• @onkar I have rolled back Rev 9 → 8. Please see What to do when someone answers. – 200_success May 6 '18 at 3:23
• @onkar I changed one line by removing the template arguments ( std::lock_guard guard(m_lock); ) and it compiled just fine. – JDługosz May 6 '18 at 3:38
• @JDługosz did you try it with Visual Studio ? for me, its still failing. – onkar May 6 '18 at 14:05
• @onkar Yes, I see it became available in 15.7.2 in March. And then be sure to set build properties for C++ > Language > C++ Language Standard to C++17, since that is not the default. – JDługosz May 7 '18 at 0:18

The LRUCache constructor should be explicit, to avoid declarations like LRUCache c = 7;. The copy constructor and copy assignment operator should be deleted (declared with = delete) since the compiler generated ones will not work properly because the iterator stored in m_lruMap will refer to the original object and not the new one.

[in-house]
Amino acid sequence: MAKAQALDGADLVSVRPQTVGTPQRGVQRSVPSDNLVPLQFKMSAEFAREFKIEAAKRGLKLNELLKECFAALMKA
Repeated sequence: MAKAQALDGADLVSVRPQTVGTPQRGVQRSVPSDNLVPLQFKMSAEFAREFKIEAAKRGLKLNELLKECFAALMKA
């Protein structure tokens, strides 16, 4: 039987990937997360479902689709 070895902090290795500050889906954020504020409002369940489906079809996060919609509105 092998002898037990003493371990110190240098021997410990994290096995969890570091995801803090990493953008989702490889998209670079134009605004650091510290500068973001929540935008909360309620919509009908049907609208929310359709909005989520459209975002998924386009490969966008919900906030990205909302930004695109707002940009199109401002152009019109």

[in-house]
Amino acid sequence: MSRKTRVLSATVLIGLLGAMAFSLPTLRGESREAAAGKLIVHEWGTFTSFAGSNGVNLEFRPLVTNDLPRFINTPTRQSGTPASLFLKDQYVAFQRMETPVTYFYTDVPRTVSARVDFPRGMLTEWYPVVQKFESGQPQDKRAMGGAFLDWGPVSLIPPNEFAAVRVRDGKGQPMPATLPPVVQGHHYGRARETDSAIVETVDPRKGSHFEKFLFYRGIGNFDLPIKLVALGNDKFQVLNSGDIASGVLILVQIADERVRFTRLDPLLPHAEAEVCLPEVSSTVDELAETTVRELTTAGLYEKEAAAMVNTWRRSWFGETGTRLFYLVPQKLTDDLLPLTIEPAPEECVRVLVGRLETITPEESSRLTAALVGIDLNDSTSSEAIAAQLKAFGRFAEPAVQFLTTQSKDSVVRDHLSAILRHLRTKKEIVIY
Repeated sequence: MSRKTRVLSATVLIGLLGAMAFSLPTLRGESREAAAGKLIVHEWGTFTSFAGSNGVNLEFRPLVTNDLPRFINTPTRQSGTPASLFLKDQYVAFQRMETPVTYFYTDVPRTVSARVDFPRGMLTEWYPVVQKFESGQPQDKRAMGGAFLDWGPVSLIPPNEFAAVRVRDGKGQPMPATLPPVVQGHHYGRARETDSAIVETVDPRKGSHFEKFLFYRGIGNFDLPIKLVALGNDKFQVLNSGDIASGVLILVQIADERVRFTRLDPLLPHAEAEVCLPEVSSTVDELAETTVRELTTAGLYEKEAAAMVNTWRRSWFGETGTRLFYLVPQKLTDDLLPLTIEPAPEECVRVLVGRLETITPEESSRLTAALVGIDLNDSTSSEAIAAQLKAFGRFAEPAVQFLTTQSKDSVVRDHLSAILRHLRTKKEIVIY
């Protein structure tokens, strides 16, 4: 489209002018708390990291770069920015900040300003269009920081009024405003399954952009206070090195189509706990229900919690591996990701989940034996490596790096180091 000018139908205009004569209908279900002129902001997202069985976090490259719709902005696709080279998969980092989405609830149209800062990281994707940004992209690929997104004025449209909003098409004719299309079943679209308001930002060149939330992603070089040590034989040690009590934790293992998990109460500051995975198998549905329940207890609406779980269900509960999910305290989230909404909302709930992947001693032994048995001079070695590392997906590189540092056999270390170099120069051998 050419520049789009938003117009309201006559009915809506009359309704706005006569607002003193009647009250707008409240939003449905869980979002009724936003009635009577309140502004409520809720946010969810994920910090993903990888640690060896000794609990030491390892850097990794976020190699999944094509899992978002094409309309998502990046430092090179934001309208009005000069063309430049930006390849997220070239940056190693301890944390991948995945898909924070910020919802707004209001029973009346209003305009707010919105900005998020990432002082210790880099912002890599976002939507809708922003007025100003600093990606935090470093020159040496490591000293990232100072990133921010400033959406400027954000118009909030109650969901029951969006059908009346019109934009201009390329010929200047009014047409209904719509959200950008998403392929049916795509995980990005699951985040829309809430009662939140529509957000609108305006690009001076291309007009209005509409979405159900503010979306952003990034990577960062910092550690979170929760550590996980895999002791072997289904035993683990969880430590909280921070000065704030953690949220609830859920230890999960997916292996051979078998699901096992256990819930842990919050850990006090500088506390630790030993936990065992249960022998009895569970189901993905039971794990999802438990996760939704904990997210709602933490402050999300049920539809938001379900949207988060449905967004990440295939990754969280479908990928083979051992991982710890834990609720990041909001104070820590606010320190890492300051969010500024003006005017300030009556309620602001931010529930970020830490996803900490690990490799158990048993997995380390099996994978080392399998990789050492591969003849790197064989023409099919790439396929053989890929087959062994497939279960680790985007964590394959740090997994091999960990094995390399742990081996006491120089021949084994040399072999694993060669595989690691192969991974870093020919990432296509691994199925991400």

In your Get function, you assume that an object of type T can be constructed from the integer 0. This limits the sorts of objects you can track in your cache. Returning a default constructed object would be better since it will still return 0 for built in numeric types while supporting a wider variety of objects. You can get rid of val and just either return the located value, or the default object (return T();). And you misspell guard in this function.

In Set, the check for removing an element in a full cache needs to only be made if a new element was added. This check could be done before adding the new element, which would better restrain the total size used, and allow possibly reusing the removed _node object rather than allocating a new one.

• Amazing review, thank you so much. I have made the changes as per your suggestions, please review once again. This is helping me a lot in improving my modern cpp skills. – onkar May 6 '18 at 2:41